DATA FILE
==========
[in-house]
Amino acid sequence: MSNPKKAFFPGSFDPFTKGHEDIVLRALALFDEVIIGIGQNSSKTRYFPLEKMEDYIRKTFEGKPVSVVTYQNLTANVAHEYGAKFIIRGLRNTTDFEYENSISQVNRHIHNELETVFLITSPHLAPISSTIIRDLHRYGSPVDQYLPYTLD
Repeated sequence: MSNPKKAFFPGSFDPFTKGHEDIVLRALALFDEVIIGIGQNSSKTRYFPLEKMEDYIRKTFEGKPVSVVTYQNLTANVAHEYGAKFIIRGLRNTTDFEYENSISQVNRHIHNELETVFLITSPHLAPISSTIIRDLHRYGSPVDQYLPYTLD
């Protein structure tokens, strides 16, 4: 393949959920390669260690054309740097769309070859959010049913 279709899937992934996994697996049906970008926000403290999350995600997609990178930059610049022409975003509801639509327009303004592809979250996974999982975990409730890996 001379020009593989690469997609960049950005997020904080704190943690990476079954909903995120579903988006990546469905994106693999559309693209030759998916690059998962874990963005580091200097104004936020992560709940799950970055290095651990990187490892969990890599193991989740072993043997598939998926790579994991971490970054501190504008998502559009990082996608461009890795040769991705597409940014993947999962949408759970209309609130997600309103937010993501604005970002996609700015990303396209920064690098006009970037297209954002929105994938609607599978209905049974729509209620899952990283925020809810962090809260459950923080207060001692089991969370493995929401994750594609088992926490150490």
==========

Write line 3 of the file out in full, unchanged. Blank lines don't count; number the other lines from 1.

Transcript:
Repeated sequence: MSNPKKAFFPGSFDPFTKGHEDIVLRALALFDEVIIGIGQNSSKTRYFPLEKMEDYIRKTFEGKPVSVVTYQNLTANVAHEYGAKFIIRGLRNTTDFEYENSISQVNRHIHNELETVFLITSPHLAPISSTIIRDLHRYGSPVDQYLPYTLD